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Memoir of John Keats, Page 2
by Cyrus Redding (1829).

He was never to see his honorable fame: this preyed upon his spirit and hastened his end, as has been already noticed. The third and last of his works was the little volume (his best works) containing "Lamia," "Isabella," "The Eve of St. Agnes," and "Hyperion."—That he was not a finished writer, must be conceded; that, like Koerner in Germany, he gave rich promise rather than matured fruit, may be granted; but they must indeed be ill judges of genius who are not delighted with what he left, and do not see that, had he lived, he might have worn a wreath of renown which time would not easily have withered. His was indeed an "untoward fate," as Byron observes of him in the eleventh canto of "Don Juan."

For several years before his death, Keats had felt that the disease which preyed upon him was mortal,—that the agents of decay were at work upon a body too imperfectly organized, or too feebly constructed to sustain long the fire of existence. He had neglected his own health to attend a brother on his death-bed, when it would have been far more prudent that he had recollected it was necessary he should take care of himself. Under the bereavement of this brother he was combating his keen feelings, when the Zoilus of the Quarterly so ferociously attacked him. The excitement of spirit was too much for his frame to sustain; and a blow from another quarter, coming about the same time, shook him so much, that he told a friend with tears "his heart was breaking."—He was now persuaded to try the climate of Italy, the refuge of those who have no more to hope for in their own; but which is commonly delayed until the removal only leads the traveller to the tomb. Thither he went to die. He was accompanied by Mr. Severn, an artist of considerable talent, well known since in Rome. Mr. Severn was a valuable and attached friend of the poet; and they went first to Naples, and thence journeyed to Rome,—where Keats closed his eyes on the world on the 24th of February, 1821. He wished ardently for death before it came. The springs of vitality were left nearly dry long before; his lingering as he did astonished his medical attendants. His sufferings were great, but he was all resignation. He said, not long before he died, that he "felt the flowers growing over him."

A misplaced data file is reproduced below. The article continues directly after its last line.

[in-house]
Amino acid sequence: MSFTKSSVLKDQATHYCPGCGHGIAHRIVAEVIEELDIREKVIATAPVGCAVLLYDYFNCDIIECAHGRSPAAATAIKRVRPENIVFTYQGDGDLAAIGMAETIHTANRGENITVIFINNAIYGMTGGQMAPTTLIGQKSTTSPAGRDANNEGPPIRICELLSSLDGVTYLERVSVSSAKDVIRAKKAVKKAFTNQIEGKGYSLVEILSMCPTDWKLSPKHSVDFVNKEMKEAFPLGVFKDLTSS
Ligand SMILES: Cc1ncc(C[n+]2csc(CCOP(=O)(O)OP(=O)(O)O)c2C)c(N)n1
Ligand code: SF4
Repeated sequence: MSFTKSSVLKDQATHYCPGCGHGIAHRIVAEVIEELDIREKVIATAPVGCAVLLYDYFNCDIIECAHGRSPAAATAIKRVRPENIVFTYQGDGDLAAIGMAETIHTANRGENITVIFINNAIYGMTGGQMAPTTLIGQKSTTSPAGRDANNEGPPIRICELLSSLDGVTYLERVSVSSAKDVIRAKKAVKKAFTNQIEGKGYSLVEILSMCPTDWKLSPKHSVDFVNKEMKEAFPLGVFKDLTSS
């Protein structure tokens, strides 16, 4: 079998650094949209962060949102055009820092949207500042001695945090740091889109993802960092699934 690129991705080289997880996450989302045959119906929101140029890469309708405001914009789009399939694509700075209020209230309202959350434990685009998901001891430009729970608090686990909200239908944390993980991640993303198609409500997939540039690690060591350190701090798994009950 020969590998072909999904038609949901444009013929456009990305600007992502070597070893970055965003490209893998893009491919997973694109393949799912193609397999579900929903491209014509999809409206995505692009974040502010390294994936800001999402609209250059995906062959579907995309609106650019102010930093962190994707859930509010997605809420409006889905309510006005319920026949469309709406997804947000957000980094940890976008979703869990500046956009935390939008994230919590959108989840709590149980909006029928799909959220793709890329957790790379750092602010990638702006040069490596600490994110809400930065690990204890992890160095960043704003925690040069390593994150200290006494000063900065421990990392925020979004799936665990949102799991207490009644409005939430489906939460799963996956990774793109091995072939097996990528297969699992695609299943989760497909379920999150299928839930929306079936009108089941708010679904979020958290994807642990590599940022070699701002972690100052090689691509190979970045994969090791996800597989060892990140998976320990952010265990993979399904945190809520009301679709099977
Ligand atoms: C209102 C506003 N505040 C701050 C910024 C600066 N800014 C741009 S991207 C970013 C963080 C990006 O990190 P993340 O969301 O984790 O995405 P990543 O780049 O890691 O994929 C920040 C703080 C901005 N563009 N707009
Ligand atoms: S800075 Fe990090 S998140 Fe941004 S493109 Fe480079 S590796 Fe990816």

On the examination of his body, post morten, by his physicians, they found that life rarely so long tenanted a body shattered as his was: his lungs were well-nigh annihilated.—His remains were deposited in the cemetery of the Protestants at Rome, at the foot of the pyramid of Caius Cestius, near the Porta San Paolo, where a white marble tombstone, bearing the following inscription, surmounted by a lyre in basso relievo, has been erected to his memory:—

This Grave
contains all that was mortal
of a
on his death-bed,
in the bitterness of his heart
at the malicious power of his enemies,
these words to be engraved on his tombstone—
Feb. 24th, 1821.

PAGE 2 OF 3.

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AUTHOR: Cyrus Redding (1829).
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